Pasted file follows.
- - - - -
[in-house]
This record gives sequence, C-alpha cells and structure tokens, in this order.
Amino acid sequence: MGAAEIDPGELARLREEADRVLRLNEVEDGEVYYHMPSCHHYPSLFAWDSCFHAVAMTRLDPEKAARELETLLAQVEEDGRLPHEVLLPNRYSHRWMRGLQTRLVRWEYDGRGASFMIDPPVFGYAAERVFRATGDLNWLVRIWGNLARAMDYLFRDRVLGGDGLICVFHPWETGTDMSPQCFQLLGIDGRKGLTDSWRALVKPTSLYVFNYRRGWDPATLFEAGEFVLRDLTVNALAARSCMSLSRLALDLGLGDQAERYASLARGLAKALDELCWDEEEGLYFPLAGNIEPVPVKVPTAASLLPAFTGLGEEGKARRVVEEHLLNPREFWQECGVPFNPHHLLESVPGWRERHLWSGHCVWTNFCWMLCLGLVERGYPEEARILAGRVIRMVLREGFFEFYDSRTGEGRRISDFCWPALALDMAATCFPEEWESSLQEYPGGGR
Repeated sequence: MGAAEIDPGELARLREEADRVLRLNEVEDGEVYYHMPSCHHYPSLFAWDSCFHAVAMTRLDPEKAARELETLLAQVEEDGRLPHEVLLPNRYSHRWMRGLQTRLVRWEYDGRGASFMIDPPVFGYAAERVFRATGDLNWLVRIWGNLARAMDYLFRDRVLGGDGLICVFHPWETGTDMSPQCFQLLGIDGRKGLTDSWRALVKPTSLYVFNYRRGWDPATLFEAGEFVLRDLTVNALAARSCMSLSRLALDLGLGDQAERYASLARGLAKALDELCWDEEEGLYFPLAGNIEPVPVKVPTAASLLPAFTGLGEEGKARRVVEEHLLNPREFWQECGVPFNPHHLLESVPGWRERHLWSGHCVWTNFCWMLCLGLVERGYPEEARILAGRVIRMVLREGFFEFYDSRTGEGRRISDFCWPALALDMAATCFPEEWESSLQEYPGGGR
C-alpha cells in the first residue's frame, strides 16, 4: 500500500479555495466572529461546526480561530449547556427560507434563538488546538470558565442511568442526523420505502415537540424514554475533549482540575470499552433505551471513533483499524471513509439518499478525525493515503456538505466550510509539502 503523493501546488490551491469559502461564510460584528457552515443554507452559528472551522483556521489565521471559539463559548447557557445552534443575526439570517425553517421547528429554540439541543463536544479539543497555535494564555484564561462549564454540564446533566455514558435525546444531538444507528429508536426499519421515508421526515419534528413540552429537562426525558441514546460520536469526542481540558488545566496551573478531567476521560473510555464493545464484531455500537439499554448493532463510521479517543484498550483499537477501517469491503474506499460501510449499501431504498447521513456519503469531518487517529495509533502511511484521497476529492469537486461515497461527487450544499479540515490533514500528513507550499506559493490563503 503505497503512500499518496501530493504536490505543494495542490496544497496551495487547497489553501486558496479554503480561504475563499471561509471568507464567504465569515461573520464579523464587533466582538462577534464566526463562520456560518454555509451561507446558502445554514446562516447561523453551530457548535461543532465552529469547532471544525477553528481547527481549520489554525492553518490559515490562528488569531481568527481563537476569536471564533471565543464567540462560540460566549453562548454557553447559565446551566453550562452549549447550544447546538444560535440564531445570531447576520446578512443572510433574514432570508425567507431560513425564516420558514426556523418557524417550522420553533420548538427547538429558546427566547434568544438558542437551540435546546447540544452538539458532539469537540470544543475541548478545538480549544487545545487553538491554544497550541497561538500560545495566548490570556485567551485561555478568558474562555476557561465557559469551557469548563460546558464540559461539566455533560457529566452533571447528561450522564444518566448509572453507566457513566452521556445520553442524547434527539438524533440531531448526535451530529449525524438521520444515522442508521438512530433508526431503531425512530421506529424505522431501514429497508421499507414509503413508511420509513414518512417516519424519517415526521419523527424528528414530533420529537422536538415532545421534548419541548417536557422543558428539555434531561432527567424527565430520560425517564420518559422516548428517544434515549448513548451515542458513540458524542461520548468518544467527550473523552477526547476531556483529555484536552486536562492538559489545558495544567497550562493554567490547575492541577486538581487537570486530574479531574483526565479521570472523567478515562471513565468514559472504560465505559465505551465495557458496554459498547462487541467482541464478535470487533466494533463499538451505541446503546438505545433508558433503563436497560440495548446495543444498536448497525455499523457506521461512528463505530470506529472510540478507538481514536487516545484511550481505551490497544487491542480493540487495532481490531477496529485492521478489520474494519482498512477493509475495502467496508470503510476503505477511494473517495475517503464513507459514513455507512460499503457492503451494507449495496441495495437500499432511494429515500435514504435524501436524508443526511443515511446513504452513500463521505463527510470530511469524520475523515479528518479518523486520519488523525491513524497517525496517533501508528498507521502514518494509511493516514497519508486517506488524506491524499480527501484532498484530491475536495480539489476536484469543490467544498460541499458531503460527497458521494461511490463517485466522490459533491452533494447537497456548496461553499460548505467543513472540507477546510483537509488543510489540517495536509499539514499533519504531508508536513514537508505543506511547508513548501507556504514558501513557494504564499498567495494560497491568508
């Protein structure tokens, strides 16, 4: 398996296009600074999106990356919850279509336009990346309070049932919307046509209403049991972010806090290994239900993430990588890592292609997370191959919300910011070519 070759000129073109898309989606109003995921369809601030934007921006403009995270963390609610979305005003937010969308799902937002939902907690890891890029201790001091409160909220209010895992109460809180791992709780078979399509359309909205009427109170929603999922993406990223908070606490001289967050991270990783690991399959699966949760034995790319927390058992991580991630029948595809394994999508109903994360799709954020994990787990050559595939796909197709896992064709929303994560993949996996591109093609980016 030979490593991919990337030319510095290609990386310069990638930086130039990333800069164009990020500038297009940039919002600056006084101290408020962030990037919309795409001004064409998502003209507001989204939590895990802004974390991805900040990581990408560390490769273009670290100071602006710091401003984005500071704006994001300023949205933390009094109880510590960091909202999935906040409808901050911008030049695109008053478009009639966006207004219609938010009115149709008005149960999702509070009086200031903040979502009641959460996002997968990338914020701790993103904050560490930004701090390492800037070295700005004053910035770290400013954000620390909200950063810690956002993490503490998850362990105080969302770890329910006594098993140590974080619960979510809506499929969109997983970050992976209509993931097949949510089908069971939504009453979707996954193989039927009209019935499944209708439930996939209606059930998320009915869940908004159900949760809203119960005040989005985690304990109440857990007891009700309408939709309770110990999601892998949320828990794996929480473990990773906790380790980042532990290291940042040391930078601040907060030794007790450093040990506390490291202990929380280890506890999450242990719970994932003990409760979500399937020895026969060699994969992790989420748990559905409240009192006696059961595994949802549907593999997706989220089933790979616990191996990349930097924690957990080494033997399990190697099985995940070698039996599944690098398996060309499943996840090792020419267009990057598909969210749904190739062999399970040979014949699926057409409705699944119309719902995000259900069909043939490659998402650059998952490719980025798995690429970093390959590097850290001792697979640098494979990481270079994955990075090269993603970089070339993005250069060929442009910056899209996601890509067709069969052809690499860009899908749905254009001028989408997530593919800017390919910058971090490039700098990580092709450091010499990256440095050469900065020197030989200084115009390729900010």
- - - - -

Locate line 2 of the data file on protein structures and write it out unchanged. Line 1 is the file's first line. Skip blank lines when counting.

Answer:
This record gives sequence, C-alpha cells and structure tokens, in this order.